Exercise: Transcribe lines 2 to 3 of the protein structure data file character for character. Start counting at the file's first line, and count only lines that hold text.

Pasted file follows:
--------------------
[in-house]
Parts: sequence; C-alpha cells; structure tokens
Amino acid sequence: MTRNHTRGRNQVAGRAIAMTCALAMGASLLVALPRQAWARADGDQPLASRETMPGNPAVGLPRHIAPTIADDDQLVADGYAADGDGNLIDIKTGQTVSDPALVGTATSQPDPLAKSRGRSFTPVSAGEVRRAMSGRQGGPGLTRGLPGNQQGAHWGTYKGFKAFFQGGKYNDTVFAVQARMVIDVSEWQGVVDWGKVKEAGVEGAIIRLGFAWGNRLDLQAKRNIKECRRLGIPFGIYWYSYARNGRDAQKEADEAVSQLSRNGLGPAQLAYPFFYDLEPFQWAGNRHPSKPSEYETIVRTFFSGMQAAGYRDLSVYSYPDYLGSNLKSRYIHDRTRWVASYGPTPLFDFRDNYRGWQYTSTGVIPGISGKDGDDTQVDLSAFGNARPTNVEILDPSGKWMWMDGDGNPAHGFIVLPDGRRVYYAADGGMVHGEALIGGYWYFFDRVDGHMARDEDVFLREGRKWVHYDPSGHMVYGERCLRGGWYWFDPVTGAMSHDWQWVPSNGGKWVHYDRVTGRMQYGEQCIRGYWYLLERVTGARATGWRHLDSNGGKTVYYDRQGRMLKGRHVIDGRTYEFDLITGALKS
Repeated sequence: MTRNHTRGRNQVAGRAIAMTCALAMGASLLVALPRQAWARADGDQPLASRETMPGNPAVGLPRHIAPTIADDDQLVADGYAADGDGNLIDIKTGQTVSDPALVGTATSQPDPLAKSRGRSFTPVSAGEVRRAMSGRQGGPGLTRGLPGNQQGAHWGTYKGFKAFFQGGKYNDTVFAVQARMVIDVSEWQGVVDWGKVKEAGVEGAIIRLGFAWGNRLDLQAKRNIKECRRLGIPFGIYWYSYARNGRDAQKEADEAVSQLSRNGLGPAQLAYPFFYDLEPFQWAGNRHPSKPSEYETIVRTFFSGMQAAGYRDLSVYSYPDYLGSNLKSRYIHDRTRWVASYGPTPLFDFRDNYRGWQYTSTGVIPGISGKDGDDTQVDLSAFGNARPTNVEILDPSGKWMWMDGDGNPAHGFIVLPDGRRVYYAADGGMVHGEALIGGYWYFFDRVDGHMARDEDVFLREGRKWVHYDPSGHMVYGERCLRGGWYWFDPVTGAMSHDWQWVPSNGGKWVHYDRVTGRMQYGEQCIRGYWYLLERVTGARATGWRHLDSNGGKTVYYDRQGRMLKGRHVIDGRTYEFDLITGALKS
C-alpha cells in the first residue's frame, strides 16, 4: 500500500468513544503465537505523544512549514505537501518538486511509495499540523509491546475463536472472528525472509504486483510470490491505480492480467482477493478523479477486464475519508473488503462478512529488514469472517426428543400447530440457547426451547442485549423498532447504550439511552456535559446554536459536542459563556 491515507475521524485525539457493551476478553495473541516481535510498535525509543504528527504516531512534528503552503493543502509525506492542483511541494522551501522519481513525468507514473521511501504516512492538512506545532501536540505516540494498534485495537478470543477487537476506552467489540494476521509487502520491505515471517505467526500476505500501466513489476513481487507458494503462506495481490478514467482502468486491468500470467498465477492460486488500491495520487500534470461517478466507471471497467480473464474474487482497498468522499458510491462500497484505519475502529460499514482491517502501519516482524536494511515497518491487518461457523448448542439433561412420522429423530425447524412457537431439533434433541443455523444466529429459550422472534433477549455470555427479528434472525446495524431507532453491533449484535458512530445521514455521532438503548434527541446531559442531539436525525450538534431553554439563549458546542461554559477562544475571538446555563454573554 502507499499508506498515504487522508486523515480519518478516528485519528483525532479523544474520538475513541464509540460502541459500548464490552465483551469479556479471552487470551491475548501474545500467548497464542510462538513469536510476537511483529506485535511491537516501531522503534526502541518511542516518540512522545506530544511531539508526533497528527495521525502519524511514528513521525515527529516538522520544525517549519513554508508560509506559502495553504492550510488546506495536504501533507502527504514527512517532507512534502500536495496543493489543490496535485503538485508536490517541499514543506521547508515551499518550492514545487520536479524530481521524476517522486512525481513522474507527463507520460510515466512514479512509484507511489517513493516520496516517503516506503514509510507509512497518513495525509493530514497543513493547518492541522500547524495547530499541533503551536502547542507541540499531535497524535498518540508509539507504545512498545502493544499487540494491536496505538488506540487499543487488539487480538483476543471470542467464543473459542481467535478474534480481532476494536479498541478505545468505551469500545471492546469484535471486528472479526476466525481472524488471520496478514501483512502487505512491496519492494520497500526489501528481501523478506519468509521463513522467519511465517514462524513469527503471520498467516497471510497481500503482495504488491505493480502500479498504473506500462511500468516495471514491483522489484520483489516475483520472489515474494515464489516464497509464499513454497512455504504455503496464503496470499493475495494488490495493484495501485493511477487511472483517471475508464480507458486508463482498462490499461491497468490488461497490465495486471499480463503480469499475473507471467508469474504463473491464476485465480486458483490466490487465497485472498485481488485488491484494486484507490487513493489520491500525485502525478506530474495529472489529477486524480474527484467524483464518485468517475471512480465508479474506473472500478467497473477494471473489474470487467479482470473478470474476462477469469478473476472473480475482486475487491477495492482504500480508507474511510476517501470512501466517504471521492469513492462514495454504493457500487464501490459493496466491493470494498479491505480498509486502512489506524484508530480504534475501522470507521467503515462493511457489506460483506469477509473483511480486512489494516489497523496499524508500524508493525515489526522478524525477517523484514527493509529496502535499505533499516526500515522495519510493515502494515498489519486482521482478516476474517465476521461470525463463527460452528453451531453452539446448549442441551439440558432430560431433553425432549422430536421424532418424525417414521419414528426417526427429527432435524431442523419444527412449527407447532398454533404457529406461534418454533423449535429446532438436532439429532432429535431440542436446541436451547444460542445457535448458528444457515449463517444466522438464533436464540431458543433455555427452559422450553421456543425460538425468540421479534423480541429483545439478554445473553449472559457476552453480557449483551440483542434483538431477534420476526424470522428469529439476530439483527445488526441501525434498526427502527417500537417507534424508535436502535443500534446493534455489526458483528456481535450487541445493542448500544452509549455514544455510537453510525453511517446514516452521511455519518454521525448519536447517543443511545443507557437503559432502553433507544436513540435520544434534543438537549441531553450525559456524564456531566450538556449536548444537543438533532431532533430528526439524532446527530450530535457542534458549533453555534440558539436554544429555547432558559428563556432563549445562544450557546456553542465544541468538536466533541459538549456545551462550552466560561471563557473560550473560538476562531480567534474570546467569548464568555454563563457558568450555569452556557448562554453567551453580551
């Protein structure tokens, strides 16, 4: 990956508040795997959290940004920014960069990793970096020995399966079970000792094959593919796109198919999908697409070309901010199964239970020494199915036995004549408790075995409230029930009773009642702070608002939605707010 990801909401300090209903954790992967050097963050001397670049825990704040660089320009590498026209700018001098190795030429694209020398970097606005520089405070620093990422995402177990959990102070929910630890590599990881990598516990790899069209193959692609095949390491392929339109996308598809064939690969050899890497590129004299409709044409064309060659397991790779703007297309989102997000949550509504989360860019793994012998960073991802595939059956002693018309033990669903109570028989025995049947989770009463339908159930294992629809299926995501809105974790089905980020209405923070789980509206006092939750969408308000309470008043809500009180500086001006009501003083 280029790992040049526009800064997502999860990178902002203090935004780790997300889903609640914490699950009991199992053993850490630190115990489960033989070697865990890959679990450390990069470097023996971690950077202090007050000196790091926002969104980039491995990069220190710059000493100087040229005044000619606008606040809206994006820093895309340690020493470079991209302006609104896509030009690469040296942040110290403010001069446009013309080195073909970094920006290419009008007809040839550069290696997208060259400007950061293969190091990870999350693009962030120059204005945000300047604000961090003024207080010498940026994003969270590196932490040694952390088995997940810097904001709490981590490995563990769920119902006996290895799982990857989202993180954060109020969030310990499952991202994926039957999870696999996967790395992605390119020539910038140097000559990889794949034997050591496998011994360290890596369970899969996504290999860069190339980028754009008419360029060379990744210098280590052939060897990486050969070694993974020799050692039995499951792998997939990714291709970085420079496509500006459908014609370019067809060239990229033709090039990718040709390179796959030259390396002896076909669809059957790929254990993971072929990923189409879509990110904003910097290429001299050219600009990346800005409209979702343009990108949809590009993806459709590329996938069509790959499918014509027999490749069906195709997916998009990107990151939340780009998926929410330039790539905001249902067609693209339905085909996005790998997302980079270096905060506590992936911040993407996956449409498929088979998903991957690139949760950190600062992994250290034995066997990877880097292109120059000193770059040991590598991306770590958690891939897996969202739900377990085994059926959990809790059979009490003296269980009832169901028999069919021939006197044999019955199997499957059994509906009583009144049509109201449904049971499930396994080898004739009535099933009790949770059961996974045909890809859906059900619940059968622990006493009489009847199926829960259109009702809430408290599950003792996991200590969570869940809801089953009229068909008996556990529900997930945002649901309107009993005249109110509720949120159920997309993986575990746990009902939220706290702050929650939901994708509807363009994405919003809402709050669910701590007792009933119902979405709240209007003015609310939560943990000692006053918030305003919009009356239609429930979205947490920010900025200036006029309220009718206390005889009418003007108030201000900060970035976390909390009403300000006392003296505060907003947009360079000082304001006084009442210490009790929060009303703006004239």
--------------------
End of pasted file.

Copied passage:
Parts: sequence; C-alpha cells; structure tokens
Amino acid sequence: MTRNHTRGRNQVAGRAIAMTCALAMGASLLVALPRQAWARADGDQPLASRETMPGNPAVGLPRHIAPTIADDDQLVADGYAADGDGNLIDIKTGQTVSDPALVGTATSQPDPLAKSRGRSFTPVSAGEVRRAMSGRQGGPGLTRGLPGNQQGAHWGTYKGFKAFFQGGKYNDTVFAVQARMVIDVSEWQGVVDWGKVKEAGVEGAIIRLGFAWGNRLDLQAKRNIKECRRLGIPFGIYWYSYARNGRDAQKEADEAVSQLSRNGLGPAQLAYPFFYDLEPFQWAGNRHPSKPSEYETIVRTFFSGMQAAGYRDLSVYSYPDYLGSNLKSRYIHDRTRWVASYGPTPLFDFRDNYRGWQYTSTGVIPGISGKDGDDTQVDLSAFGNARPTNVEILDPSGKWMWMDGDGNPAHGFIVLPDGRRVYYAADGGMVHGEALIGGYWYFFDRVDGHMARDEDVFLREGRKWVHYDPSGHMVYGERCLRGGWYWFDPVTGAMSHDWQWVPSNGGKWVHYDRVTGRMQYGEQCIRGYWYLLERVTGARATGWRHLDSNGGKTVYYDRQGRMLKGRHVIDGRTYEFDLITGALKS